Strategic planning

Strategic planning is often viewed by businesses in both the private and public sector as an impractical process.

As a result most companies focus their efforts on addressing short term concerns, as opposed to gaining a long term perspective on the direction of the company, by developing a strategy that can help to ensure a consistent and sustainable level of long-term growth, operating efficiency and profitability.

The need for companies to develop viable business operations in today’s marketplace, which has become increasingly customer-driven, competitive and encompasses multi-dynamic business environments, is now very prevalent.

The process

Establishing a strategic direction involves analysing the opportunities and restrictions in the business’s external environment, designing a plan to address them by leveraging the strengths of the company, and then providing structured implementation of the plan throughout the company. In developing a strategic plan, management needs to recognise that there are challenges involved in pursuing growth initiatives for the company, and as a result identify ways to address these challenges. Ultimately the implementation of strong growth strategies will allow management to mitigate the potential risks of the ventures in which they are involved.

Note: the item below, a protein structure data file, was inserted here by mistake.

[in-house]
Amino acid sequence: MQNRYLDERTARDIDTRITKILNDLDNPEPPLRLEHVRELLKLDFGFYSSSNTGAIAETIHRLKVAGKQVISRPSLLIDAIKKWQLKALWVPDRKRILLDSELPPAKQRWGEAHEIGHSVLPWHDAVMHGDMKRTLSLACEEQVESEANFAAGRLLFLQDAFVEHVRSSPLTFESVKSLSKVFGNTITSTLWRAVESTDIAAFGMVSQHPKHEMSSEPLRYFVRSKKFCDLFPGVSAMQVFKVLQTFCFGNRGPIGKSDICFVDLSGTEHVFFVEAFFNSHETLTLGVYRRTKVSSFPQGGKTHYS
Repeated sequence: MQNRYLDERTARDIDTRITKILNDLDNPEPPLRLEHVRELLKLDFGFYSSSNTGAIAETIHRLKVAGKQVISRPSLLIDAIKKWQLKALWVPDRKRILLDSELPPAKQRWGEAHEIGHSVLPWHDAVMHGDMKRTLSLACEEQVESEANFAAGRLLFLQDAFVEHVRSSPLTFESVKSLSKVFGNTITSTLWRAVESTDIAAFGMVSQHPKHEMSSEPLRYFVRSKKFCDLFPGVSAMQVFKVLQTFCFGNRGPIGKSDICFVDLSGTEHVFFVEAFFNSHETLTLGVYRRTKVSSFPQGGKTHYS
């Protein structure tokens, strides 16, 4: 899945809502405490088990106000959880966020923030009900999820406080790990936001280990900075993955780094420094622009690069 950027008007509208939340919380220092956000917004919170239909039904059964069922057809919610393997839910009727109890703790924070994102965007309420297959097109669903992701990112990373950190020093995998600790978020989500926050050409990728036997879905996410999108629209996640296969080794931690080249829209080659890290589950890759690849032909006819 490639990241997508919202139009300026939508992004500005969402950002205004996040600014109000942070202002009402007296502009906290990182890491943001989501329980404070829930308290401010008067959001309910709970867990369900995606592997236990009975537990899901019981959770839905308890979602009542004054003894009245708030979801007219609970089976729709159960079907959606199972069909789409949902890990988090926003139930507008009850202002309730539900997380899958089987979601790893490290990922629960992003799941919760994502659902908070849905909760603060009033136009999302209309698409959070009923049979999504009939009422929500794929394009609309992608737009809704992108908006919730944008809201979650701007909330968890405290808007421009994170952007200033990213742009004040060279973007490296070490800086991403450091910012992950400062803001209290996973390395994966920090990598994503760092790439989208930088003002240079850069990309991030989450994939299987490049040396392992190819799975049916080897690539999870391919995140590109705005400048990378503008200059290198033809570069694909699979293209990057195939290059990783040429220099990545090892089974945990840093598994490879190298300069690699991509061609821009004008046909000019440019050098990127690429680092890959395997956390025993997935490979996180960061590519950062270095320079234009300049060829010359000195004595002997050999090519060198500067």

This article is the first of a two-part series that will highlight the benefits that can be derived to small and mid-sized businesses that are characteristic of the markets in the Cayman Islands and to the public sector through an effective strategic planning process.

This article aims to dispel the notions of strategic planning as purely academic or impractical, and highlights strategic planning as a necessary process in the challenge for today’s company to ultimately create and realise value for its stakeholders.

The second part of this article will focus specifically on strategic planning for public sector entities.

Business challenges

Strategic planning is often considered a management tool suitable mainly for large organisations; however the following points highlight that there is a need for all businesses to develop a strategic planning process if there is any vision for future growth, development or potential to add value to the business.

The need for clear objectives

The growth of any business is often accompanied with issues such as the type of target customers upon which efforts should be focused, the type of products or services that should be offered, and in general what action should be taken in order to achieve the vision for the company.